I can’t agree more
Writing a loss function is no different from writing a neural network, or an autograd function.
Here’s an example of writing a mean-square-error loss function:
def mse_loss(input, target):
return ((input - target) ** 2).sum() / input.data.nelement()
@smth but will this version have ability to backpropagate ? i think we need to perform those functions on autograd Variable ??
Yes, smth’s function is taking Variables as input. So you will be able to backpropagate.
I struggled with this myself, so I’ve started building a tutorial for such stuff in PyTorch. You can find a section on custom losses there too (Section 5). Github link - https://github.com/Spandan-Madan/A-Collection-of-important-tasks-in-pytorch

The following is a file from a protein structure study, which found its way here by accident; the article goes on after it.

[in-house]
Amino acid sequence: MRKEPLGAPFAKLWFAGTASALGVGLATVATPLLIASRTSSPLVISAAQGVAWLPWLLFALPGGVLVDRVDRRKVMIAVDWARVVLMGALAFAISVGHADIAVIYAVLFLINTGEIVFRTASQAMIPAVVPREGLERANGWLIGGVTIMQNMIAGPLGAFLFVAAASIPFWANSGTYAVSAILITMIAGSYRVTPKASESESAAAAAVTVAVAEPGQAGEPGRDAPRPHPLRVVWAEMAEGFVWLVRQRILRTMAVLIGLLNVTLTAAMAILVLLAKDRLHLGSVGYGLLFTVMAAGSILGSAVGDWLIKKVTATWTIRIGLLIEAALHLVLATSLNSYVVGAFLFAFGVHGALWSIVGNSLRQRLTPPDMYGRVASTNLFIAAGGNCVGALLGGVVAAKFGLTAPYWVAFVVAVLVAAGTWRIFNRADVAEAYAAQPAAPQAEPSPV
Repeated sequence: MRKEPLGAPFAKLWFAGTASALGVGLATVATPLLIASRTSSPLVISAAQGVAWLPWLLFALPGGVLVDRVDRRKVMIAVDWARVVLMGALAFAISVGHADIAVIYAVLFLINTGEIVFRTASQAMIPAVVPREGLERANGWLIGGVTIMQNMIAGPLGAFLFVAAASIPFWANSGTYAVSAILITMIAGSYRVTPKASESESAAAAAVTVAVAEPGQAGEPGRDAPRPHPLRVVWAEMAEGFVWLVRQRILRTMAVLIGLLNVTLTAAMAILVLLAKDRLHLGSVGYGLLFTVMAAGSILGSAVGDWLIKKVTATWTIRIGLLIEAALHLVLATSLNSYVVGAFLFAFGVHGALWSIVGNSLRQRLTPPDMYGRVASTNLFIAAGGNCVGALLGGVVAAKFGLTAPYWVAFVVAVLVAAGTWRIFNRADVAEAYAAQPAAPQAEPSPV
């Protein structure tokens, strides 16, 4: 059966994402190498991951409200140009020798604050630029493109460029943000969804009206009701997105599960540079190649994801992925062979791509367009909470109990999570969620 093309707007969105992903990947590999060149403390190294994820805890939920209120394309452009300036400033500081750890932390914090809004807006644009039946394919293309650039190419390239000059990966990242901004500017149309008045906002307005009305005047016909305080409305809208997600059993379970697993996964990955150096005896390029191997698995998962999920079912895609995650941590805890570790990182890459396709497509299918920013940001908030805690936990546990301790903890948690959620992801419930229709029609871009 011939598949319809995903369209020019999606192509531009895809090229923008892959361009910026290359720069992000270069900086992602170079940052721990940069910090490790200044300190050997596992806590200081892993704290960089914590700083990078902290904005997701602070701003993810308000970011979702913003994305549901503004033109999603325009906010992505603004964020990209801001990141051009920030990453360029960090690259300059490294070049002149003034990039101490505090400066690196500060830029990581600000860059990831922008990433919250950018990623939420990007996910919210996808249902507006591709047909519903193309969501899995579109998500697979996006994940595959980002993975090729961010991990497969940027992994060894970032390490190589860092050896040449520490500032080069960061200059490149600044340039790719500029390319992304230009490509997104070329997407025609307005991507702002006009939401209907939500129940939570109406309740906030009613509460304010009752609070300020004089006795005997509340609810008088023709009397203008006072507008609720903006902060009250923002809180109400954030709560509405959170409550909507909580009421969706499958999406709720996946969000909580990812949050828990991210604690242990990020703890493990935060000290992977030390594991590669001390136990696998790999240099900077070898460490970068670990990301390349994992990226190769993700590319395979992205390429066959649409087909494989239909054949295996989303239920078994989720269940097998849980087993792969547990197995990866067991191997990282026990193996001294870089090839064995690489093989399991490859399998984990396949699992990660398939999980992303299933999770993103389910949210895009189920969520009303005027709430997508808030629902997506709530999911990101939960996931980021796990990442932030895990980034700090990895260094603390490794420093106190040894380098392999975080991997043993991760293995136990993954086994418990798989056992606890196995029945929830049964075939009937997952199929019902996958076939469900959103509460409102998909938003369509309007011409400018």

I wrote this up quickly in my free time so it must have some typos etc. If you think there’s things you would like to see there but are missing, feel free to create an issue on GitHub to make suggestions. Hope this helps!
I have already implemented my own loss in python, but it is too slow. Is there any tutorials which can teach me
to speed it up?(there is a for loop in my loss)
if the individual loss for a sample in a batch can be positive or negative depending on some conditions, how do i sum the loss over samples? it will become zero if i sum all the samples within a batch.
excuse me, have you figured this out? So it’s necessary that writing a custom backward function and then return the gradient by self?